The communication coverage area of such UAVs is up to several thousand square kilometers with 4G-like speeds.

Aquila and Zephyr

Facebook is working on its own project to organize global wireless Internet. The company focuses on «flying wing» unmanned aerial vehicles (UAVs) with their extremely light body held airborne by large-span wings covered in solar cells. The Internet UAVs known as Aquila have an endurance up to three months.

A similar project from Airbus is called Zephyr. Zephyr pseudo-satellites from the largest aircraft manufacturer, designed for both civilian and military use, can flow autonomously for up to two weeks.

Last year, Facebook and Airbus merged their projects to develop UAVs providing Internet access.


In 2015, Samsung announced plans to create its own satellite network. The satellites manufactured by the Korean techno giant were expected to transmit signals from the 1,400 km altitude orbit. The network was to feature 4,600 satellites with a 1-zettabite throughput capacity per month or half of the global traffic.

The tentative date of the project implementation was 2028. However, there has been no news about its progress since the network announcement. This means that either Samsung has abandoned the project or is developing it in a high security mode.

Sphere Project

Russian Space Systems, a government-run company, is working on a global satellite Internet solution. The «Ether» project launched in 2015 should be a kind of response to the foreign companies working in the field. A new satellite network development is part of the «Digital Economy» State Programme. In 2018, the project was renamed Sphere.

The network will feature 640 satellites with the first ones to be put into orbit in 2022. The developers expect to deploy the entire system by 2028.

What hinders the projects’ implementation?

One of the major problems the developers of the global wireless network will have to face is the huge amount of space debris in the Earth’s orbit. Hundreds of thousands of various size-debris rotate at an average speed of about 40 thousand kilometers per hour. At this speed, even an object a couple of centimetres in diameter can cause a serious accident. Thousands of new microsatellites will only worsen the situation in outer space, which is so cramped nearby the planet.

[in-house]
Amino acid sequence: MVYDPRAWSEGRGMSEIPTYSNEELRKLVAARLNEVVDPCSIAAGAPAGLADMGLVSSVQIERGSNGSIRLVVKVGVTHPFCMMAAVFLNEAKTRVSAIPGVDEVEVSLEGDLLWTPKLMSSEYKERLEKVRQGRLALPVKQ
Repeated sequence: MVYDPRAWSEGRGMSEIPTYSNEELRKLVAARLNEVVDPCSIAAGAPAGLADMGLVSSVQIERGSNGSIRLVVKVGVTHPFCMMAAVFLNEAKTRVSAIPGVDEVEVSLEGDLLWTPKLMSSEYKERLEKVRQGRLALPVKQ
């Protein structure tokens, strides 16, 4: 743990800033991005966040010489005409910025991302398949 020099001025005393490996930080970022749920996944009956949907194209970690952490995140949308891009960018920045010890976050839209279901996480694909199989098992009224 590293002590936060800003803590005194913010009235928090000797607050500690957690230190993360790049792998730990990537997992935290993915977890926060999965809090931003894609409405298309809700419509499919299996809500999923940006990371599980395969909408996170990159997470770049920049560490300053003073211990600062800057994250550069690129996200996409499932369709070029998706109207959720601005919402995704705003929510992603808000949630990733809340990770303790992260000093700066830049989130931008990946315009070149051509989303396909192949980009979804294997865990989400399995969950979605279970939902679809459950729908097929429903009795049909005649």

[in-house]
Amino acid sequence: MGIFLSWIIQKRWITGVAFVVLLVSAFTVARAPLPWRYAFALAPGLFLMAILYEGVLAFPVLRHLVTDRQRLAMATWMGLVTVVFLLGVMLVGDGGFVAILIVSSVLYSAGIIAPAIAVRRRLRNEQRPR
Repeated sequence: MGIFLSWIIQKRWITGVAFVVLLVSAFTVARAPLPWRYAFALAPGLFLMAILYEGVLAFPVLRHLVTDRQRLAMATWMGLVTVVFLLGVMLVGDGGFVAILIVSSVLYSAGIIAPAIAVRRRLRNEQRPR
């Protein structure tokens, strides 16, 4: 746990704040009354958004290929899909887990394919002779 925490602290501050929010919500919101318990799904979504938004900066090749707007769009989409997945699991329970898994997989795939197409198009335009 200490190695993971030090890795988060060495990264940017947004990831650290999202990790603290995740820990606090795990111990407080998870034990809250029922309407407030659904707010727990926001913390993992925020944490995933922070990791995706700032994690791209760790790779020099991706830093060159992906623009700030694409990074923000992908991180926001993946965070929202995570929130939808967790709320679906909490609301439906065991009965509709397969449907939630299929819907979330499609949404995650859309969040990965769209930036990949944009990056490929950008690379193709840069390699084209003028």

The space debris issue turned out to be so serious that Donald Kessler, a NASA staff member, described a potential scenario in which near-the-Earth space would become entirely unsuitable for flights. The hypothetical situation, called the Kessler effect, is, in particular, possible because of the «domino effect»: when two objects collide, they will split into many smaller ones that will collide with other objects in their path.

In April 2018, the UK company SSTL began testing the RemoveDebris satellite for space debris collection.

Legal restrictions can also be a serious obstacle for companies. For example, the antimonopoly services may have reservations with respect to SpaceX plan to deploy a global network.

Other challenges companies may face include satellite licensing, renting of necessary frequencies and obtaining national governments’ consent to new Internet providers’ operation in their respective territories.

As the experience of OneWeb in Russia shows, solving such problems is not an easy matter sometimes. The national authorities may oppose such moves for fear that a foreign company might engage in an espionage activity or their unwillingness to strip the government-owned telecoms of their monopoly position.

When to expect

Preliminary promises made by various companies to implement their projects suggest that global Wi-Fi may appear already in the nearest future. Moreover, some solutions, such as Project Loon, have already been successfully used to restore communication in entire regions.

Partial movement of the telecom infrastructure into orbit or the stratosphere is a great idea that will provide Internet access to the remote corners of the Earth where wired communication connection is unprofitable or simply impossible.

However, pretty expensive special terminals will be required to receive and distribute satellite signals. For example, it will be impossible to use the new technology in the countries where such terminals are prohibited.

Today’s mobile solutions for receiving satellite signals are very cumbersome and — what’s most important — expensive. So, a truly global wireless Internet will emerge when satellite phones become comparable in size and price with conventional smart phones.

However, a new satellite Internet can be a really cheap and convenient solution if the developer companies or intermediary providers receive a satellite signal and distribute it to their customers via conventional wireless networks.

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Evan Mcbride

Evan Mcbride

Hitecher staff writer, high tech and science enthusiast. His work includes news about gadgets, articles on important fundamental discoveries, as well as breakdowns of problems faced by companies today. Evan has his own editorial column on Hitecher.